Mark kindly left a couple of comments on that Monday blog post about his Truzer which snapped, and I am going to copy and paste those comments here as an example of an angler being totally honest and upfront about what he has done with the rod and why he isn’t throwing his toys about: “Before I go and upset anyone I would firstly like to say that I am only describing what happened to my rod and no one else's Secondly I feel sorry for anyone who has had a rod blow up within a few hours use. I have owned my Truzer for just under two years so I think a manufacturing fault can be ruled out as I have abused this rod which is rated to 23gm. Yes I have launched a 28gm Patchinko with it I have slapped it on the surface of the water whilst casting. I Have dropped it and walked it tip first into a cliff face. Two weeks ago which was the last time I used it I dropped it with the reel attached on some jagged rocks Most likely this was the cause of the breakage, not to mention the countless times I have stuffed the tip into the sea bed while testing the depth of water. ANGLER ERROR I THINK SO. Just in case anyone is interested I will purchase another In no way has it put me off the rod. At work this morning while pondering what might have happened I realised that I did in fact drop the rod on my last outing albeit only about waist height but it did land on jagged rocks.” I wonder how many other anglers have been this honest with a rod breaks on them?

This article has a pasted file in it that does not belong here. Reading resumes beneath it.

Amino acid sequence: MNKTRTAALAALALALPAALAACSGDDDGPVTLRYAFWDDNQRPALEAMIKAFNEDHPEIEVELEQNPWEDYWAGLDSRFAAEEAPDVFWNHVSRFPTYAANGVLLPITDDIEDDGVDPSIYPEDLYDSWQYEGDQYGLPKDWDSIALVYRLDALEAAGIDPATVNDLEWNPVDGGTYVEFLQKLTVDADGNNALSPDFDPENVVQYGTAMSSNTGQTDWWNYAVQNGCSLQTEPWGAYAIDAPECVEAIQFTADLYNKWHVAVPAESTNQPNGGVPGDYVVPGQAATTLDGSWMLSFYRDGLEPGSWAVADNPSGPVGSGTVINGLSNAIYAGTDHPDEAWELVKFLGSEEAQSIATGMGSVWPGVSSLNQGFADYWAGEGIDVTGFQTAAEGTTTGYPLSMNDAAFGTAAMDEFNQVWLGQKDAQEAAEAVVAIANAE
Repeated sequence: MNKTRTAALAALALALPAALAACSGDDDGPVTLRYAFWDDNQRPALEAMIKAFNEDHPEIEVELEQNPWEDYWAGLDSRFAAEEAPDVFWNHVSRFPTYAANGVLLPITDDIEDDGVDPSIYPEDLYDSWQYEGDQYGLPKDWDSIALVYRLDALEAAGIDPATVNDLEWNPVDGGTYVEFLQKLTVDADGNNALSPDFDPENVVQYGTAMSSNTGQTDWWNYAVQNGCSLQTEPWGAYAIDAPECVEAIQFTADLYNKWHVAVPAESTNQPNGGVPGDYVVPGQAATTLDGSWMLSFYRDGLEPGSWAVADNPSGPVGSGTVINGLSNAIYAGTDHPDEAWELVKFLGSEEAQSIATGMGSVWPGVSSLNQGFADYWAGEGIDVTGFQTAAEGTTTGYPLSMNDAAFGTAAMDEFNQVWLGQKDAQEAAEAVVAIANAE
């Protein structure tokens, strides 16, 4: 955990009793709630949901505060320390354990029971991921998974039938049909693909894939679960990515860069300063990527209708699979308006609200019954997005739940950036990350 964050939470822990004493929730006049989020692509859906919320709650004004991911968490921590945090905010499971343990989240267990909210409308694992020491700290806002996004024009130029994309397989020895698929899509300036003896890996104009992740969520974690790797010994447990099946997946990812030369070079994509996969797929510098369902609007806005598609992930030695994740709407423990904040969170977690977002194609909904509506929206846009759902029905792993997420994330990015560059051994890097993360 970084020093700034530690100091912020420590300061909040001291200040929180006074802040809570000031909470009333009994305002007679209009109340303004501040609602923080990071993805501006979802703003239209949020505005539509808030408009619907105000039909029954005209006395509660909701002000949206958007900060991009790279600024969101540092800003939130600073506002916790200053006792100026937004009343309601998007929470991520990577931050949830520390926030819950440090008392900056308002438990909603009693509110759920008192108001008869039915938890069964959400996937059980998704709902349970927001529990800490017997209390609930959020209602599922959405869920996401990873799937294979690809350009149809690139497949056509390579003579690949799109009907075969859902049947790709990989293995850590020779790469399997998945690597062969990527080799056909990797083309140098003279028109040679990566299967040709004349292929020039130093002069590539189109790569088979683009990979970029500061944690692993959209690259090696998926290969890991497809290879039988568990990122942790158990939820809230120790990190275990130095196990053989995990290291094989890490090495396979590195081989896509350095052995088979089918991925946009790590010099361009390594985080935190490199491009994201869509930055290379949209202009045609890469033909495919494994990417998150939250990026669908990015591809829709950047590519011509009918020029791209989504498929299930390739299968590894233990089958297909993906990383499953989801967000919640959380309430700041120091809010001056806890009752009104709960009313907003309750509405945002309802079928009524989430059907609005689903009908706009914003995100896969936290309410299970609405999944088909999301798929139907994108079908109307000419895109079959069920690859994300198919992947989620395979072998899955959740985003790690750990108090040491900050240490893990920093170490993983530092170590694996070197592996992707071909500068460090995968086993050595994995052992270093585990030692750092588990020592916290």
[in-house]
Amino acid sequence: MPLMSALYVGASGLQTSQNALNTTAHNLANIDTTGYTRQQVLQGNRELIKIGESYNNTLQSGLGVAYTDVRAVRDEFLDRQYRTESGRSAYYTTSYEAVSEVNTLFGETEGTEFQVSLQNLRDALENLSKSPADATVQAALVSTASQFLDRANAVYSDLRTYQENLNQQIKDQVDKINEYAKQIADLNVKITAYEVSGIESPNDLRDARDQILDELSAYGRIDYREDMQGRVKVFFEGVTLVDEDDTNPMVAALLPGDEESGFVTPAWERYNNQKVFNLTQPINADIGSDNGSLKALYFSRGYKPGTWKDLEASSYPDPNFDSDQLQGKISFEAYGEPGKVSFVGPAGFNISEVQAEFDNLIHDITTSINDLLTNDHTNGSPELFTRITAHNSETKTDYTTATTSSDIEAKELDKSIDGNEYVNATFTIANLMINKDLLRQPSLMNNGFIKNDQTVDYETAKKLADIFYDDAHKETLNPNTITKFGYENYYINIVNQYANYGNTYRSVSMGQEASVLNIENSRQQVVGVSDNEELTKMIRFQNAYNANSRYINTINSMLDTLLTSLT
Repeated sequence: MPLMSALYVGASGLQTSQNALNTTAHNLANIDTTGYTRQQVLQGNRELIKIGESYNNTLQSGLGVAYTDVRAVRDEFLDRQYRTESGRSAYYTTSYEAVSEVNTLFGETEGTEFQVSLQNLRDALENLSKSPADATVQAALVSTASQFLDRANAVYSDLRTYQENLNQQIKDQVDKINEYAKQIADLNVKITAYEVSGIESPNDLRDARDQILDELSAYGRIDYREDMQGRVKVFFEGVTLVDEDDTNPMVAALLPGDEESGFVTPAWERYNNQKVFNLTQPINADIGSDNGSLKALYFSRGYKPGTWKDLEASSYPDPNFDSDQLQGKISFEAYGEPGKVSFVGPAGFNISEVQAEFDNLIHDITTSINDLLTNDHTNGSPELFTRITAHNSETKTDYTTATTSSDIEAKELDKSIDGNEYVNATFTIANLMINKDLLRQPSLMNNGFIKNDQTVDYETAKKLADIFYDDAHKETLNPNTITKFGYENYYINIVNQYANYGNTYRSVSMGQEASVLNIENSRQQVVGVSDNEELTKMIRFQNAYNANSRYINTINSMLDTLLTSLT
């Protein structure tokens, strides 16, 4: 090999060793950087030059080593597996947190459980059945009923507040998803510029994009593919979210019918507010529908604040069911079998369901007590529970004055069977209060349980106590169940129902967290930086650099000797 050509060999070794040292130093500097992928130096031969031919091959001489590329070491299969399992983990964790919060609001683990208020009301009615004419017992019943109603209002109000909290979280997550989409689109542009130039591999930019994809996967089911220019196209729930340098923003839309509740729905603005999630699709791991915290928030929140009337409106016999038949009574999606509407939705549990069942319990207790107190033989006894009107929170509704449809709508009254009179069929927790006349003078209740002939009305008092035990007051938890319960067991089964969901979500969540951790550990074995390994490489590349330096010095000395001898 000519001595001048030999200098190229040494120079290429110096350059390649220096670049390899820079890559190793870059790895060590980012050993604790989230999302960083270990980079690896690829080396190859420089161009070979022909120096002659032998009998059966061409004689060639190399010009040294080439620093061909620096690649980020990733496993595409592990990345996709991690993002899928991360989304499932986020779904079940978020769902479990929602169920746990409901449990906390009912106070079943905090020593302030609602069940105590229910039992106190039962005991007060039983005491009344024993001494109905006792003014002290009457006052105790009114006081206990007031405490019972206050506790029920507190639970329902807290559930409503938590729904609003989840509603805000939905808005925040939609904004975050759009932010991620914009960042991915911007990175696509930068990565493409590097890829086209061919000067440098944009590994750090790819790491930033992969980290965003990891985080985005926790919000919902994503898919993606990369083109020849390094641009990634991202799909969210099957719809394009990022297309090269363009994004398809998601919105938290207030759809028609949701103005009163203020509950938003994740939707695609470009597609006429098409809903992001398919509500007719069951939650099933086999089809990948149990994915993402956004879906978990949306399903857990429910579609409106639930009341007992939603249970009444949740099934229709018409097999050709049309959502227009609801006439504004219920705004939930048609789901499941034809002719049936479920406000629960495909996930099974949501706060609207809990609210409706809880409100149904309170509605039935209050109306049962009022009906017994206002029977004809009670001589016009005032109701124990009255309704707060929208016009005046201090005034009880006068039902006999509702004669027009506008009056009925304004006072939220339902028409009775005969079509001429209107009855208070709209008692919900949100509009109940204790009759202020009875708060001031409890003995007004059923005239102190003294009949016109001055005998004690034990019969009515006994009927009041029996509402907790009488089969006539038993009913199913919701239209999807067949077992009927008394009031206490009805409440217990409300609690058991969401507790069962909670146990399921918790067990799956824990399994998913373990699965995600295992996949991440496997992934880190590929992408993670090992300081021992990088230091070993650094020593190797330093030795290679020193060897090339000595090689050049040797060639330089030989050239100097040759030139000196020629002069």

I really respect Mark for being so honest about what he has put his 7-23g Truzer through and at the same I then wonder how honest most other anglers are when a rod breaks and they try to sort a replacement out. I also wonder if many of us here are simply doing it a bit wrong from time to time with these delicate bits of carbon we use as lure rods (what, a man, wrong, seriously?), and on the flipside I wonder if indeed there are either a few rods which are not really fit for purpose, or via the manufacturing process that mistakes do happen and less than 100% quality rods do slip through? Look at various car recalls for an example of less than perfect quality control. Same with the Penn Clash spinning reels I used last year - the 2500 went “grindy” yet Mark’s 2500 hasn’t (after nearly a year of use as well I might add), and the 3000 one I have used a lot now is as smooth as it was when it first came out of the box. Go figure!

I will leave you with a comment that was posted on my Facebook page the other day, and to me this perfectly sums up my opinion that most broken fishing rods are down to some sort of angler error or mistake - and note the word “most” as opposed to “all”, and that it’s my opinion and not remotely fact. “Every kitchen waste I've ever unblocked has been as a result of fat going down. Every single customer has told me they NEVER EVER put fat down the waste. Every broken rod returned to a shop has been carefully looked after much like a newborn. Not knocked, bumped or similar.”

 

How can a lure rod break after nearly two years of use?

Mark and I had a go yesterday morning, and whilst there were a serious number of birds feeding on what we presumed was a mass of bait very close to the shore (thanks Gary for the tip off!), it didn’t seem to be the case that bass were there working on the bait as well. Or if they were, we sure as hell couldn’t catch them! Still, for February it has to be good to see this sort of activity, but to be honest it didn’t feel anything like a mid-Feb day………